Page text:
2017 saw travel technology become more open and integrated than ever before. ‘Big travel tech providers are increasingly making their platforms more integrated, and able to be leveraged or used from different systems’ says FCTG Americas Chief Strategy Officer John Morhous. This trend is being driven by the entry of new players in the market, intensifying competition and pressuring existing companies to offer more customizability and connectivity in their systems. It isn’t hard to see why. Last year was a record for venture capital in travel startups, with total investment coming to a whopping $5.3 billion, and this seems unlikely to stop or slow in the coming year. Through FCM’s program Little Argas and our relationship with Plug and Play, we are heavily invested in this process. Working together with companies that have innovative solutions to problems, helping them commercialize those solutions and bring them to the consumer. All this means that means we should expect to see an increasingly open landscape in travel technology as companies are able to shop around for solutions and platforms. This is great for both consumers and travel operators, enabling them to find new and innovative answers to challenges by combining and integrating products and systems in ways that might not have been possible before now. In our own business, this new openness is allowing us to leverage existing solutions like our ClientBank reporting and analytics suite. Being able to connect with more data sources and platforms allows us to offer our clients a more integrated, more efficient and more versatile offering than we could have before. This is just one of the many opportunities that the growing openness in the travel tech sector offers.
We expect to see big developments in the mobile space over the coming year. Mobile technology is already a large and growing part of the travel technology mix. The transition has occurred more fully on the consumer and retail side of travel, but the business and corporate side has not adapted quite so quickly. There are several reasons for this. Compliance, complexity and the realities of integrating a travel policy with mobile technology being the major factors . Despite these challenges, FCM is working hard to bridge this gap with innovative products such as Sam, the highly interactive mobile app. (link to SAM page)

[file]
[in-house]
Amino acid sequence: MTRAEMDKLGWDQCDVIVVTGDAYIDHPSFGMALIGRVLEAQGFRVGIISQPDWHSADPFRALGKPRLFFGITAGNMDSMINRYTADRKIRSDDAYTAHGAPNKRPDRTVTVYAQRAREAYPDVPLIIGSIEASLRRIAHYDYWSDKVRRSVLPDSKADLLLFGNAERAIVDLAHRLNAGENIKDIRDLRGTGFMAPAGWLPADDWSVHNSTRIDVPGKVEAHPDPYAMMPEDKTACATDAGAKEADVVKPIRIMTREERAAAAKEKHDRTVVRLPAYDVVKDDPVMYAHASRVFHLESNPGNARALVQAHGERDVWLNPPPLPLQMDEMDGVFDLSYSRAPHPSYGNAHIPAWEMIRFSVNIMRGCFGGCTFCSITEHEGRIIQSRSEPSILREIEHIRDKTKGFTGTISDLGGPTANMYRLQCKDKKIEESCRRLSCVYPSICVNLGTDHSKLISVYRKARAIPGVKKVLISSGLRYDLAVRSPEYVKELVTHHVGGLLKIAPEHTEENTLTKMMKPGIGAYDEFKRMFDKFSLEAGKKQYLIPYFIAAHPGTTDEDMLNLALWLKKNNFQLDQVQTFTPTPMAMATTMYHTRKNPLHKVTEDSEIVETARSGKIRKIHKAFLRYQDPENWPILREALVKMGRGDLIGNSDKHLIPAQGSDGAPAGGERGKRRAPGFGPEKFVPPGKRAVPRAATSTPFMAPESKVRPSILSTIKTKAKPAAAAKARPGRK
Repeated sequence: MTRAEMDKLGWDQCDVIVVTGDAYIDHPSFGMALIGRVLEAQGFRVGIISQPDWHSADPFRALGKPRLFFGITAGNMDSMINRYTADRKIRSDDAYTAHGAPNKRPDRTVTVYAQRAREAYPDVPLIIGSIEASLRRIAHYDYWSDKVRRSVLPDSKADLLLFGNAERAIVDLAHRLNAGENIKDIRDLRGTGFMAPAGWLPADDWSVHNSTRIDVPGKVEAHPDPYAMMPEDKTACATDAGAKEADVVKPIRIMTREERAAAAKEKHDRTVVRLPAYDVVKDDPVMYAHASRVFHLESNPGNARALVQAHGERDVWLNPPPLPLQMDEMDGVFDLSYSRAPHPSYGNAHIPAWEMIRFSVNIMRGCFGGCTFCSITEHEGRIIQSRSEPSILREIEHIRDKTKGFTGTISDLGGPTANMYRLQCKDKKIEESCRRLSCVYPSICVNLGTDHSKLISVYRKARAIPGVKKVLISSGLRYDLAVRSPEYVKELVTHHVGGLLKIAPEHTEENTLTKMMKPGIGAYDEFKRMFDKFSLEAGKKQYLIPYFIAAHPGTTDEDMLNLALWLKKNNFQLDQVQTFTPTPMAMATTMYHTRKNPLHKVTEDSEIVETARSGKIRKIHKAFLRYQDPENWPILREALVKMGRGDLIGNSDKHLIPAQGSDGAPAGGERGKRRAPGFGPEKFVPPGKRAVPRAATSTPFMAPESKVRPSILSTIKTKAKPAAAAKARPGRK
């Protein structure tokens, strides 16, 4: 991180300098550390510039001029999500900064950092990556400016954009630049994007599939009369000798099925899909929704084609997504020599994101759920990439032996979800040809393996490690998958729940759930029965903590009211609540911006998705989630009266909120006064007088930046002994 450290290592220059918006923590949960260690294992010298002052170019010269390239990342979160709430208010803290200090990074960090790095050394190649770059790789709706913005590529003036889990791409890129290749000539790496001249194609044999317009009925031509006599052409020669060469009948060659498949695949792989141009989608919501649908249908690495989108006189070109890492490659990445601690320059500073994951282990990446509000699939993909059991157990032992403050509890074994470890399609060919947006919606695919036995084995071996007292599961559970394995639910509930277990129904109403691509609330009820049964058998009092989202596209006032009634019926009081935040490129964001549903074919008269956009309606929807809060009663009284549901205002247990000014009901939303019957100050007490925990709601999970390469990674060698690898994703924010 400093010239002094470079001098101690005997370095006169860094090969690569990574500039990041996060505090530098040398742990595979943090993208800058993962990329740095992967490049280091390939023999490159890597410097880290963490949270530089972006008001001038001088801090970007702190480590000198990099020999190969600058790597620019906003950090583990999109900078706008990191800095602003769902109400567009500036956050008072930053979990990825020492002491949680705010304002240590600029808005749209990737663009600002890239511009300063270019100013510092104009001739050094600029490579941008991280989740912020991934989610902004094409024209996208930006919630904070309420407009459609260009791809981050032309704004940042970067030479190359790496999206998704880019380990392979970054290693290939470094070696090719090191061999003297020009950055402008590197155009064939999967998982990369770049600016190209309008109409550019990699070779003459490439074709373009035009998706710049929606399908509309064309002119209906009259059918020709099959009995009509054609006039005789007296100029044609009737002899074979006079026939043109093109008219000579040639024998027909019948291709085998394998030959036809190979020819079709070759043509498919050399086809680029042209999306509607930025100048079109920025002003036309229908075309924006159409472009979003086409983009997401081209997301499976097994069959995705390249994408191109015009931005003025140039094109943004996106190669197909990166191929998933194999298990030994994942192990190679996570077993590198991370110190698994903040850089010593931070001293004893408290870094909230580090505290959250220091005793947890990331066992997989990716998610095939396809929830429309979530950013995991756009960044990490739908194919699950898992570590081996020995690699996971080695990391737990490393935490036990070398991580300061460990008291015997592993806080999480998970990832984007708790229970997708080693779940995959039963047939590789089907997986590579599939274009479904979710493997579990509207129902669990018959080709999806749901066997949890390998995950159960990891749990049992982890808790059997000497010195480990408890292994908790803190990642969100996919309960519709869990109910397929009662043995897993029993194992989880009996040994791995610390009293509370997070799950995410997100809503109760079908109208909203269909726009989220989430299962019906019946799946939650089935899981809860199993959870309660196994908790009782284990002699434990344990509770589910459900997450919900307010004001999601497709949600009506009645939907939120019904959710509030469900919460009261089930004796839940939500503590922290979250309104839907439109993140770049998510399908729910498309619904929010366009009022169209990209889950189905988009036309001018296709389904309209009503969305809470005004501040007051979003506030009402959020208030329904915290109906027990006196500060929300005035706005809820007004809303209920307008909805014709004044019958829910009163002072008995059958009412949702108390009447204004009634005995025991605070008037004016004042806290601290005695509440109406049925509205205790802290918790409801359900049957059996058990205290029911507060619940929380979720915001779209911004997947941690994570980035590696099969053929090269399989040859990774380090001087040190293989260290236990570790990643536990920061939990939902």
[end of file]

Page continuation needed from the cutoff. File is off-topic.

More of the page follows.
But with increasing adoption rates for mobile technology in corporate travel and a host of new solutions coming online all the time we think 2018 will see mobile technology really come into its own in the corporate travel sector. Another reason the mobile revolution is far from over is the near-term opportunity of 5G networks . These ultra-fast mobile connections might not be available yet, but Verizon, Qualcomm and other mobile operators worldwide are aiming to started limited rollouts this year. This extra bandwidth opens a multitude of new possibilities for travel technology from real time tracking and the transfer of complex navigational information to more reliable mobile video conferencing and customer service.
Greater speed and bandwidth in mobile connectivity could increasingly make the mobile environment resemble the home internet environment for travelers, letting them stay connected and utilize more complex services on the go, offering potential solutions that have never been practical before. Its this kind of opportunity that is encouraging companies to continue to invest in the mobile space .
AI, Assistants and Personalization
Artificial intelligence is one of the most exciting fields of tech generally, and it is already changing the travel industry. We think this will continue in 2018 as more and more applications for this innovative tech are discovered. AI can help us use the great data collected by our analytics and reporting services like ClientBank to create highly-tailored plans based on customers needs, behavior and preferences. This helps us give you an efficient service with high return on your travel investment and improve the traveler experience by helping to tailor and personalize travel plans. Deep learning algorithms can help get the most out of customer data and provide the best possible value to them, enabling us to provide better service to travelers .